We have entered an era of building "whole-brain" and "brain-and-body" models (see the WhiskerBot, REVERB, ICEA and BIOTACT projects, for examples we've been involved in). This requires us to build integrated systems with many and varied components. Whilst some components continue to be neural models, complete brain models and, especially, simulations of interactions with the world require other model types: classical control models of robot behaviour, or physics models of interactions with an environment. These modules must be connectable.
We need to compute these integrated system models in diverse environments. At one end of the scale we want to compute on a high node count cluster so that we can get answers in reasonable time. At the other, we want to deploy our models on robots, to satisfy the philosophy of "embodied modelling". We would like to satisfy those two aims with the same software, rather than have to develop separately to suit the two environments.

In summary, we wish to share our work with each other (and outside the group), we want to be able to connect our models into computable integrated systems, and we want to deploy those systems effectively in diverse environments.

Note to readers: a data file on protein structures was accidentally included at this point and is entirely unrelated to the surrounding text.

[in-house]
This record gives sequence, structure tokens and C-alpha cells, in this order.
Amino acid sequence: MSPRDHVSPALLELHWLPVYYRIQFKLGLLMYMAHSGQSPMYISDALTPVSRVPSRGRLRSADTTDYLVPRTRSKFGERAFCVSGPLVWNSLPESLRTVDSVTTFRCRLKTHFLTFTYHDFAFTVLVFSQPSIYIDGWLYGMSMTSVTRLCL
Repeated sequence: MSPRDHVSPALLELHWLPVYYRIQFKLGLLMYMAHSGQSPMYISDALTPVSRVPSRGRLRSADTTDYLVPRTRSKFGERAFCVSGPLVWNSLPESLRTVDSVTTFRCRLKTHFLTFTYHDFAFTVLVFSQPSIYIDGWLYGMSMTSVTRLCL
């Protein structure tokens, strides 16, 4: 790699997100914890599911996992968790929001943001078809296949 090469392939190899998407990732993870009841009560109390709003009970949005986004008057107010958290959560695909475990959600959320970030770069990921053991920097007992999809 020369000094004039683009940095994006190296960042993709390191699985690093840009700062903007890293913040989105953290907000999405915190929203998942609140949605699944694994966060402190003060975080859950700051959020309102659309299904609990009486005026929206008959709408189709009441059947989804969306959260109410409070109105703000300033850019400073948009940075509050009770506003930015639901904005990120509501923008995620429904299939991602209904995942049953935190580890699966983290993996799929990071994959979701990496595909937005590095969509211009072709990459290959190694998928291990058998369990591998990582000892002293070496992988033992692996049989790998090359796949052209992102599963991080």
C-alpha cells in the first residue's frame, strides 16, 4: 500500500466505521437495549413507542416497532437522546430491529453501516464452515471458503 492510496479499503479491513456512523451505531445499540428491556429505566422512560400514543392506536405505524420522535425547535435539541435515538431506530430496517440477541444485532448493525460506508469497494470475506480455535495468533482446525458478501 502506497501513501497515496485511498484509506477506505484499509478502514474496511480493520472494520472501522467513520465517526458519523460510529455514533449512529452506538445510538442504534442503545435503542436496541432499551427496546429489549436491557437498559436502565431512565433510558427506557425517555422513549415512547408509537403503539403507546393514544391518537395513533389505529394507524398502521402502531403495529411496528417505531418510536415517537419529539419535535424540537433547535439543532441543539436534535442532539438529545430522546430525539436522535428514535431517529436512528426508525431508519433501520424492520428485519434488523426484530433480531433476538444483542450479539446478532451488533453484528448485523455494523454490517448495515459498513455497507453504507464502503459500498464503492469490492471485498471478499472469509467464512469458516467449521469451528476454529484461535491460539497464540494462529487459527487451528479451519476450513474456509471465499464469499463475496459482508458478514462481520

Existing solutions

One solution is to use an existing model integration tool: Simulink, for example. Simulink suffers from some drawbacks, however. First, it is proprietary (i.e. not free in either sense). Second, it has a large resource footprint (a Matlab installation) which renders it unusable in constrained environments. Third, it offers no support for parallelisation. In addition, connection to third-party software is not straightforward (e.g. existing solvers like GENESIS). Other existing solutions similarly lack generality.


So we did what any organisation would do in such a situation - we went right ahead and formed a committee. The Integration Working Group (IWG) was tasked with finding solutions to the problems outlined above. Its first finding was that no existing tool solved all these problems in a general and extensible way. The remainder of the IWG's work has been in specifying our own solution.